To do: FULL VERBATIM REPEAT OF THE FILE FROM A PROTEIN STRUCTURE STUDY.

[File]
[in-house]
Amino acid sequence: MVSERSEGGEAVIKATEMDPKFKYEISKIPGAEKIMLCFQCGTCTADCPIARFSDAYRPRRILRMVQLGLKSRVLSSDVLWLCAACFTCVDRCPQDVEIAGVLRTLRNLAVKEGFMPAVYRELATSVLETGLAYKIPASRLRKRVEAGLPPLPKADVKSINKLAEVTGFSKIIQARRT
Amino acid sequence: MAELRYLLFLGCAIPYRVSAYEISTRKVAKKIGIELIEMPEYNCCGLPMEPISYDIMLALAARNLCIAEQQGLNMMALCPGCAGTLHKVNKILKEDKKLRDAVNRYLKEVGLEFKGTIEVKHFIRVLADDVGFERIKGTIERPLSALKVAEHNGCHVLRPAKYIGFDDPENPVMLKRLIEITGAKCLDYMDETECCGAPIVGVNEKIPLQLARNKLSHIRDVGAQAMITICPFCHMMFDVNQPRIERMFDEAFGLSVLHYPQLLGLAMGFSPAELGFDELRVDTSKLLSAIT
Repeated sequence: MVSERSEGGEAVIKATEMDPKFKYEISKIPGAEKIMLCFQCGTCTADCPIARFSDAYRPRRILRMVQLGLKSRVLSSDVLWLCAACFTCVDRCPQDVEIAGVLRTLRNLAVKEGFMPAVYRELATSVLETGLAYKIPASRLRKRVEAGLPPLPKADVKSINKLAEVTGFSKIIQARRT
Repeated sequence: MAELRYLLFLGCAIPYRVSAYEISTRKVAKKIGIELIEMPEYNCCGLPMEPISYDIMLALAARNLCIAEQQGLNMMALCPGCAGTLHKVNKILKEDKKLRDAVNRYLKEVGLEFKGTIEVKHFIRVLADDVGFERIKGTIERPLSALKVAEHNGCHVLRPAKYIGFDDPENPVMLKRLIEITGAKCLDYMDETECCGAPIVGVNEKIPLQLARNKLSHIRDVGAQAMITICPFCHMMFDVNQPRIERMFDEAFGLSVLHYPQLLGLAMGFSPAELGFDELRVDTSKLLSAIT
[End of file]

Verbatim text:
[in-house]
Amino acid sequence: MVSERSEGGEAVIKATEMDPKFKYEISKIPGAEKIMLCFQCGTCTADCPIARFSDAYRPRRILRMVQLGLKSRVLSSDVLWLCAACFTCVDRCPQDVEIAGVLRTLRNLAVKEGFMPAVYRELATSVLETGLAYKIPASRLRKRVEAGLPPLPKADVKSINKLAEVTGFSKIIQARRT
Amino acid sequence: MAELRYLLFLGCAIPYRVSAYEISTRKVAKKIGIELIEMPEYNCCGLPMEPISYDIMLALAARNLCIAEQQGLNMMALCPGCAGTLHKVNKILKEDKKLRDAVNRYLKEVGLEFKGTIEVKHFIRVLADDVGFERIKGTIERPLSALKVAEHNGCHVLRPAKYIGFDDPENPVMLKRLIEITGAKCLDYMDETECCGAPIVGVNEKIPLQLARNKLSHIRDVGAQAMITICPFCHMMFDVNQPRIERMFDEAFGLSVLHYPQLLGLAMGFSPAELGFDELRVDTSKLLSAIT
Repeated sequence: MVSERSEGGEAVIKATEMDPKFKYEISKIPGAEKIMLCFQCGTCTADCPIARFSDAYRPRRILRMVQLGLKSRVLSSDVLWLCAACFTCVDRCPQDVEIAGVLRTLRNLAVKEGFMPAVYRELATSVLETGLAYKIPASRLRKRVEAGLPPLPKADVKSINKLAEVTGFSKIIQARRT
Repeated sequence: MAELRYLLFLGCAIPYRVSAYEISTRKVAKKIGIELIEMPEYNCCGLPMEPISYDIMLALAARNLCIAEQQGLNMMALCPGCAGTLHKVNKILKEDKKLRDAVNRYLKEVGLEFKGTIEVKHFIRVLADDVGFERIKGTIERPLSALKVAEHNGCHVLRPAKYIGFDDPENPVMLKRLIEITGAKCLDYMDETECCGAPIVGVNEKIPLQLARNKLSHIRDVGAQAMITICPFCHMMFDVNQPRIERMFDEAFGLSVLHYPQLLGLAMGFSPAELGFDELRVDTSKLLSAIT